Here are just some examples that show how the market has entered into an increasingly critical state:

Record-Low Volatility
The VIX, an index that aims to measure the volatility of the market, hit all-time lows this summer.

Bull Market Length
Meanwhile, the current bull market (2009-present) is the second-longest bull market in modern history at 3,109 days. The only bull market that was longer went from the 1987 crash to the Dot-com bust.

Valuations at Highs
Stock valuations, based on Robert Schiller’s CAPE ratio (which looks at cyclically-adjusted price-to-earnings), are approaching all-time highs as well. Right now, it sits 83.3% higher than the historical mean of 16.8. It was only higher in 1929 and 2000, right before big crashes occurred.

Market Goes Up
Investor overconfidence leads investors to believe the market only goes up, and never goes down. Indeed, in this bull market, markets have gone up 67 of the months (an average gain of 3.3%), and have gone down only 34 months (average drop of -2.6%).

Here are some additional signs of systemic risk that make complex markets less stable:



Read more...

Banner

Asset protection

After A Wild Trading Day, Here Is What You Need To Know…

Share on Facebook Tweet on Twitter

Posted by Bill Fleckenstein via King World News

on Tuesday, 12 September 2017 06:30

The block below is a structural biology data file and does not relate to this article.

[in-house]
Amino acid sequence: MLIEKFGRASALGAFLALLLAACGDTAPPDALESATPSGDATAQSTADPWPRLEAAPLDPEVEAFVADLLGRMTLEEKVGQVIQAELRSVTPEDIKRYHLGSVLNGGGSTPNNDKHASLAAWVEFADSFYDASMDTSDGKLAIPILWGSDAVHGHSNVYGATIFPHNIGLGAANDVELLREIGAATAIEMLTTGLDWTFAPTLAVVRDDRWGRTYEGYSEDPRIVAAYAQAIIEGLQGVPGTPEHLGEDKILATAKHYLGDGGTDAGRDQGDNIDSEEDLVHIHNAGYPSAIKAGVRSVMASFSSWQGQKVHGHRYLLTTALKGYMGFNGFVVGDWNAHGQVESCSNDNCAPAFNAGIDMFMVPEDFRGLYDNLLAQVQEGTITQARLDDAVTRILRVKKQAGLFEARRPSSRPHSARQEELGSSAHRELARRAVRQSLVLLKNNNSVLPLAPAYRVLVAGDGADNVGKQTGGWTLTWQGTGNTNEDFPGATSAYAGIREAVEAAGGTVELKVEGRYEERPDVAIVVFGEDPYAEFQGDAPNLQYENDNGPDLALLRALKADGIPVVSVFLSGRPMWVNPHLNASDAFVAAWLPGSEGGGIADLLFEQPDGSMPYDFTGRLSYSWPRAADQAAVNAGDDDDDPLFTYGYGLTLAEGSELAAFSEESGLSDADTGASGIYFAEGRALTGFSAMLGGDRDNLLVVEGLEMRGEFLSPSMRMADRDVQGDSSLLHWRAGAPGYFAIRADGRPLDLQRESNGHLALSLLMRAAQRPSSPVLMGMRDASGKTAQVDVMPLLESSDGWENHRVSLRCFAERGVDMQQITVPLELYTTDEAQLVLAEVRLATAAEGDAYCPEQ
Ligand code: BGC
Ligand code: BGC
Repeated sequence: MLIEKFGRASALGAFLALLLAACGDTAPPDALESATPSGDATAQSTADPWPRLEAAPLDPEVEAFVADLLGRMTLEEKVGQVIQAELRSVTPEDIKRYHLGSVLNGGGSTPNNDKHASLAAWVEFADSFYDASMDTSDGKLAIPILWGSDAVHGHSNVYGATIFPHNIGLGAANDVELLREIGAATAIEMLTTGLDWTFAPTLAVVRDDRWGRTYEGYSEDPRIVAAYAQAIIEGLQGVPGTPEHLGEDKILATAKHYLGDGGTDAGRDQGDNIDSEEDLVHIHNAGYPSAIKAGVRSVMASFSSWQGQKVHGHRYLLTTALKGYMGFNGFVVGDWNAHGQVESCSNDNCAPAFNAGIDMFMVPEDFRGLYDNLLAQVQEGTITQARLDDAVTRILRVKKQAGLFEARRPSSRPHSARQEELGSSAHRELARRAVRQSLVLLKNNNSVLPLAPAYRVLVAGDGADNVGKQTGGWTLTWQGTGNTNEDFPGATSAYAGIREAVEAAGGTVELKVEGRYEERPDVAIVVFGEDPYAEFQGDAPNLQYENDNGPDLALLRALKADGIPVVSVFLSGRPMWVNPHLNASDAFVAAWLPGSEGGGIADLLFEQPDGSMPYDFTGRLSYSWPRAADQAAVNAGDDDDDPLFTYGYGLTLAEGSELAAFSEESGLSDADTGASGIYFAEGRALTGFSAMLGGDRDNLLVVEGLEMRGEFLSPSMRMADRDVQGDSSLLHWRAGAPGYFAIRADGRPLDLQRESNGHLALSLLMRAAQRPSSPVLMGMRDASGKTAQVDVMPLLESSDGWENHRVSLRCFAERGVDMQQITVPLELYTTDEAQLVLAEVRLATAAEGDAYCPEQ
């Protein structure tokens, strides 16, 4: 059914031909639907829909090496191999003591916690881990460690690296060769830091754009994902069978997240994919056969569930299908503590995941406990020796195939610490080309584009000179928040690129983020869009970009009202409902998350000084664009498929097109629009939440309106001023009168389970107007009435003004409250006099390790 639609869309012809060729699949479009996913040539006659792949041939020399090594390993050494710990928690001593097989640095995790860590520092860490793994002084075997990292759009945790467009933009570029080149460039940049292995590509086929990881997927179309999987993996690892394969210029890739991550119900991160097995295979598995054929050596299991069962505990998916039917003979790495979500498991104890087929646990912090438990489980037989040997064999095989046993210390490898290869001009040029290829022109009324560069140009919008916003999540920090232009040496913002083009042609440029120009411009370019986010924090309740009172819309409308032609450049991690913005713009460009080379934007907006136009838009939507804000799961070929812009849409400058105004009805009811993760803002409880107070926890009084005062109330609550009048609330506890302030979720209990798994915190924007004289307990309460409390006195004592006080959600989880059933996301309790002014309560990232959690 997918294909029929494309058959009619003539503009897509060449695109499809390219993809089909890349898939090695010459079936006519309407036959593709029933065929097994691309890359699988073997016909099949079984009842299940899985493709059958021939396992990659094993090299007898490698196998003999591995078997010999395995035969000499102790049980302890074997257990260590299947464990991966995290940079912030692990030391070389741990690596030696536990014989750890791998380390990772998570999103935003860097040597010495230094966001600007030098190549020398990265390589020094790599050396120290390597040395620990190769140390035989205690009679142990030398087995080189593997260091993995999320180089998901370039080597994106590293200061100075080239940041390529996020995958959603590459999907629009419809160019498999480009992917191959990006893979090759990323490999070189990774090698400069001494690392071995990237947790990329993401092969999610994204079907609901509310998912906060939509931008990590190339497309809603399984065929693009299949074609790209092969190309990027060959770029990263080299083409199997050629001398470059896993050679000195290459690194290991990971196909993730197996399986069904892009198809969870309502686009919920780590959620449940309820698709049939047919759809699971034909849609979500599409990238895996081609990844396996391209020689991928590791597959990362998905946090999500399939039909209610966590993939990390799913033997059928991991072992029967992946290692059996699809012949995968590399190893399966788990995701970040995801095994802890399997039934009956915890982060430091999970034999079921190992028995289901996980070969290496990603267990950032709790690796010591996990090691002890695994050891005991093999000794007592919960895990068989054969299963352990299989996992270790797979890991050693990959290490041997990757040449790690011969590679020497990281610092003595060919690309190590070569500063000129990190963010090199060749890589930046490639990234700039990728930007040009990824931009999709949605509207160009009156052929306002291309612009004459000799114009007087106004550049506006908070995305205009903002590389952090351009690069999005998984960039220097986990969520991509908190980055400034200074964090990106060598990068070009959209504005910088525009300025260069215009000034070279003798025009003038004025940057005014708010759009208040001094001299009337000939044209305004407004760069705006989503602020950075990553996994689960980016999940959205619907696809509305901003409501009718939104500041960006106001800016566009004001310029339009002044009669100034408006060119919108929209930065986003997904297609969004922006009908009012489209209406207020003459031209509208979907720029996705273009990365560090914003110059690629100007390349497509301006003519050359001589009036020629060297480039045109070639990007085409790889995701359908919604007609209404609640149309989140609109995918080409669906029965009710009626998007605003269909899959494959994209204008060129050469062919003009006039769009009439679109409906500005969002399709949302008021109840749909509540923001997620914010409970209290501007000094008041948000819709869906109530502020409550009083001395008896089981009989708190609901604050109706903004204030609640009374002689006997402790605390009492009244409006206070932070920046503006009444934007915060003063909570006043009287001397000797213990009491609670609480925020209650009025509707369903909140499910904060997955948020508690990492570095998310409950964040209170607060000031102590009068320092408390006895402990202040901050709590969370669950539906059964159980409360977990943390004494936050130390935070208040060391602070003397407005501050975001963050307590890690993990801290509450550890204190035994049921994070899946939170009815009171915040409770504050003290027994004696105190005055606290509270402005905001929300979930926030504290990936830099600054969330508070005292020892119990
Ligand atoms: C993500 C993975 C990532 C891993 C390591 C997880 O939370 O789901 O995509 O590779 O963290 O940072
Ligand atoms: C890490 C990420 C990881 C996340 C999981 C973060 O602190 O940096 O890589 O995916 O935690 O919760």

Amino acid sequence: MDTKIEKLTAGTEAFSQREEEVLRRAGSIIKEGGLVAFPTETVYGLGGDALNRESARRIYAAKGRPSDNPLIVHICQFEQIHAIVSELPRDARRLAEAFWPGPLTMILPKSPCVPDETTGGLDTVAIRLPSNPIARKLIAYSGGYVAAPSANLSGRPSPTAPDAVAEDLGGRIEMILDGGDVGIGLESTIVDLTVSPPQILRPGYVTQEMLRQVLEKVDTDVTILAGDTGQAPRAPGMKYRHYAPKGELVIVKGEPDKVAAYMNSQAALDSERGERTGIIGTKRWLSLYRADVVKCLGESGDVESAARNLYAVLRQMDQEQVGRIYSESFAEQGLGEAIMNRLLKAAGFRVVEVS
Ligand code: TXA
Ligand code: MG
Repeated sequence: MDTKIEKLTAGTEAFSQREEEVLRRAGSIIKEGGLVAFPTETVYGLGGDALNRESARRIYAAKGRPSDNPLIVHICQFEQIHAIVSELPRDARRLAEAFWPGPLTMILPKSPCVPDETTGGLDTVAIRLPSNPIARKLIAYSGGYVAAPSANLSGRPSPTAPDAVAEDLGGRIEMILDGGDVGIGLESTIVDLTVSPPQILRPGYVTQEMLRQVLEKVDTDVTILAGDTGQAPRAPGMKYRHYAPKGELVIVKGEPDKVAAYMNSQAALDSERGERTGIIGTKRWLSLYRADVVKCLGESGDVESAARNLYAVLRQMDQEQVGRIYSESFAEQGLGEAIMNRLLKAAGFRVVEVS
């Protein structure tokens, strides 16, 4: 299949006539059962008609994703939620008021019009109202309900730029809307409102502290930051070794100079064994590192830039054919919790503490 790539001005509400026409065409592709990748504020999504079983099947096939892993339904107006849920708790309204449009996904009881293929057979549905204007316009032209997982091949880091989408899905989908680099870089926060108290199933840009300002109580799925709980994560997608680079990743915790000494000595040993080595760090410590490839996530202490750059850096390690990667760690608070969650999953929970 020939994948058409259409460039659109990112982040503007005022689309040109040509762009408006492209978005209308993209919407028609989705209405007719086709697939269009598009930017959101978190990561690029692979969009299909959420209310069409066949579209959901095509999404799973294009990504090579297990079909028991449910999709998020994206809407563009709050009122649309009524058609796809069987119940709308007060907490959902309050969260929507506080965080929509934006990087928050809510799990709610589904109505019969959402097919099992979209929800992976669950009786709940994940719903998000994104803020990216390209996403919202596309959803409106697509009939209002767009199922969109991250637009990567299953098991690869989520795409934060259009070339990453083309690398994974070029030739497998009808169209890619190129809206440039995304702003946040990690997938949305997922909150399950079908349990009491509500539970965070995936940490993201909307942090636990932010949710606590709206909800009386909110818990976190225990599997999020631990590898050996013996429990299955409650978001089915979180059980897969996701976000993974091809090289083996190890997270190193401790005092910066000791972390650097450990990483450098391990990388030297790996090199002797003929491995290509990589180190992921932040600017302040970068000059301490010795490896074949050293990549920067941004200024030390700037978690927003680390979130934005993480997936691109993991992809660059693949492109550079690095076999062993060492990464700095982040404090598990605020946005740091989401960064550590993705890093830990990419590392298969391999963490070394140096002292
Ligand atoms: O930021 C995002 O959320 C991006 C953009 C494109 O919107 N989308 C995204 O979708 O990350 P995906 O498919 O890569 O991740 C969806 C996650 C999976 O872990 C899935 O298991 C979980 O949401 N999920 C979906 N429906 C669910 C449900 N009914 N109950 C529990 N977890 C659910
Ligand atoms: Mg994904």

2015-Will-Be-A-Year-Of-Panic-Desperation-Radical-Change2-864x400 cThe stock market exploded out of the gate, gaining about 1% in the first hour, apparently because North Korea didn’t cause any trouble over the weekend and — fortunately — Hurricane Irma was not as bad as had been feared. 

A Lot of Hot Air
The only problem with using those two arguments....

....continue reading HERE

...also

Legendary Short Seller Covers Gold & The Dollar Ahead Of KWN Maguire Interview Release



Banner

<< Start < Prev 1 2 3 4 5 6 7 8 9 10 Next > End >> Page 3 of 87

Free Subscription Service - sign up today!

Exclusive content sent directly to your Inbox

  • What Mike's Reading

    His top research pick

  • Numbers You Should Know

    Weekly astonishing statistics

  • Quote of the Week

    Wisdom from the World

  • Top 5 Articles

    Most Popular postings

Learn more...



Michael Campbell Robert Zurrer
Tyler Bollhorn Eric Coffin Jack Crooks Patrick Ceresna
Josef Ozzie Jurock Mark Leibovit Greg Weldon Ryan Irvine